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Managing Risk

Managing Risk Claim 9: HVAC and A/C By Stephanie Jaynes, Marketing Director at InspectorPro Insurance Note: The Managing Risk column reviews the most common allegations in the industry and provides tips to make inspectors better equipped to prevent claims.

During a routine home inspection, one of our inspectors performed a visual inspection of the property’s furnace. In his report, he noted signs of condensation and a lack of proper maintenance. However, the furnace was functioning properly. A few days after the inspection, the inspector’s client—an attorney—claimed that the furnace had stopped working. As a result, the pipes had frozen and caused significant water damage. According to the claimant, a tech they’d hired to fix the furnace stated that the furnace had stopped working because of a loose flame sensor in the furnace. The claimant argued that the inspector was at fault for dismantling the furnace and not re-securing the flame sensor.


Most often, the claims we receive involving heating, ventilation and air conditioning systems revolve around these issues:

• Misidentification

• Failure to report

• Concealment

MISIDENTIFICATION To determine a heating or cooling unit’s age, inspectors usually can refer to the manufacturer’s nameplate tag on the unit itself. Occasionally, inspectors get lucky and the date is listed as the manufacture date. However, most of the time, the date is hidden within the serial number. Because the unit age may require some decoding to obtain, we receive a number of claims due to inaccurate age estimates within inspection reports.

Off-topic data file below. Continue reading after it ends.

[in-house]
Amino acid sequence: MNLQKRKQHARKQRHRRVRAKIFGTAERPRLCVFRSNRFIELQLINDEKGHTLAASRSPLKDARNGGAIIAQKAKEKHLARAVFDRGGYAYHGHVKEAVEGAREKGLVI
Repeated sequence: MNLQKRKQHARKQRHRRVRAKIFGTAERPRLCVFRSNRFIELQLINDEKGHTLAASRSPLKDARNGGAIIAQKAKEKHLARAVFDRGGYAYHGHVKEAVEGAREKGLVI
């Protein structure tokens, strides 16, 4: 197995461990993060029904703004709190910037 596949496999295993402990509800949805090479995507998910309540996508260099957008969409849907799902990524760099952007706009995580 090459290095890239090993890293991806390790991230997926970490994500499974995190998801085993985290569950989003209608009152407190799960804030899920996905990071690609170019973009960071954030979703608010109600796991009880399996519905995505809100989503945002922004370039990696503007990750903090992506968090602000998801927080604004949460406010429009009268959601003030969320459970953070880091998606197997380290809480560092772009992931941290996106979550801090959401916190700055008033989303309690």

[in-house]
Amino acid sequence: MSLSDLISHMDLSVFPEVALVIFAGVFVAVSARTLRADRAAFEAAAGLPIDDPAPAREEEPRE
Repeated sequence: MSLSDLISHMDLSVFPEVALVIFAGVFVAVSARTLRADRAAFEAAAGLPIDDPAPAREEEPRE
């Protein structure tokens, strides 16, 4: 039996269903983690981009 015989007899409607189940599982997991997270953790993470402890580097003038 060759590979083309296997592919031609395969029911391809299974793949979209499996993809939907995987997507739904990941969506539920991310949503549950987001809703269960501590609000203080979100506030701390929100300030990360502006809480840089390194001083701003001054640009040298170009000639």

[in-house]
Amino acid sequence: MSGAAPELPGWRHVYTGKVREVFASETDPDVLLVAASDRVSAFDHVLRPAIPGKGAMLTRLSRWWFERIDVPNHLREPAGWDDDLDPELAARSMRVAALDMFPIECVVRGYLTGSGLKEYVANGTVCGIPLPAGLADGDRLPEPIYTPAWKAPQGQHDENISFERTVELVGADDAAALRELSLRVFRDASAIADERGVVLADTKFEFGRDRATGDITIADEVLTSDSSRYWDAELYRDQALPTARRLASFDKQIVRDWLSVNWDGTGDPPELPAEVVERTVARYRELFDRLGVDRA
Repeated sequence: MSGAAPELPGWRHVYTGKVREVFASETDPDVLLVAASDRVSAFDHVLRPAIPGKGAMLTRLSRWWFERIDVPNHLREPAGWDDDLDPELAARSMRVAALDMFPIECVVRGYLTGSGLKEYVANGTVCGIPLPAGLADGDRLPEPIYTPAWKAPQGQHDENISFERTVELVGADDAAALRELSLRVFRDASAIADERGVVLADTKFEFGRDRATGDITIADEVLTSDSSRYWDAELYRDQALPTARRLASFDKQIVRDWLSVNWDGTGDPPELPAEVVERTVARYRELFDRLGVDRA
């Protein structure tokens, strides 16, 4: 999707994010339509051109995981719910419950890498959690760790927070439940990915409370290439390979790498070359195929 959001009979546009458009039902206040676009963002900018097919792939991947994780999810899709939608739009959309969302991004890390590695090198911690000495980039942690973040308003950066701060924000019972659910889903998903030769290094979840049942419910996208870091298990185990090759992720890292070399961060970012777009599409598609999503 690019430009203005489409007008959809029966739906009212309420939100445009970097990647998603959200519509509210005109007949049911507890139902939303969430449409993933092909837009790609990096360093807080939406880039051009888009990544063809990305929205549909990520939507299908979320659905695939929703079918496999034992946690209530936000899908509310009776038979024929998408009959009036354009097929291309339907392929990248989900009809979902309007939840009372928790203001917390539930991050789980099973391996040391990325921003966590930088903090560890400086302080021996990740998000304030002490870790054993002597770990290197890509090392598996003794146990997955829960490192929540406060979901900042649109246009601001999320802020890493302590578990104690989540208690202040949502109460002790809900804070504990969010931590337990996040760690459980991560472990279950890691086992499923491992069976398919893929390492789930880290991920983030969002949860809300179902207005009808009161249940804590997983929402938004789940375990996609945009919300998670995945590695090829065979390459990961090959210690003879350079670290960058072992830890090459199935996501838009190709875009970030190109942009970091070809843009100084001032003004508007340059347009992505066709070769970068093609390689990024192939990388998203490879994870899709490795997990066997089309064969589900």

Another issue we see is misidentification of a heat pump when no heat pump exists. Oftentimes, when it is too warm to test the heat pump and the home inspector does not identify a gas furnace, the inspector makes the assumption that the unit has a heat pump. On more than one occasion, we have seen the existence of merely electrical coils, which, while functional, are incredibly expensive to run.

FAILURE TO REPORT Sometimes, inspectors have clauses in their inspection agreements stating that they will not inspect heating and cooling systems if the weather is too warm or too cold. Believing that a blanket statement in the inspection report or the inspection agreement will somehow magically absolve you of responsibility for untested units is wishful thinking.

CONCEALMENT In preparation for the property’s sale, sellers and their real estate agents will sometimes hire contractors to charge the units or top off the refrigerant to elicit positive inspection results. Such practices can inhibit your ability to accurately report the heating and cooling units’ conditions. For example, if one of the units has a leak, it may be more difficult to spot that leak if the units have been recently serviced.

“It’s not necessarily intentional concealment, but it means that the systems are going to perform great while you’re there [but], two weeks later, they might not,” explained Richard Stockton of A Better Home Inspection Service, LLC (https://www.abhomeinspectionllc.com/) in Virginia.


As with all claims prevention, it’s important to have a thorough pre-inspection agreement (http://ipro.blog/pre-IA) and inspection report— with lots of pictures of defect and non-defect areas. However, to avoid HVAC and A/C claims specifically, there are certain elements you should draw particular attention to during your inspection and in your inspection report. 6

ASHI Reporter • JUNE 2019

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June 2019 Reporter  

Home inspection news and tips for inspectors, home owners and realtors.

June 2019 Reporter  

Home inspection news and tips for inspectors, home owners and realtors.

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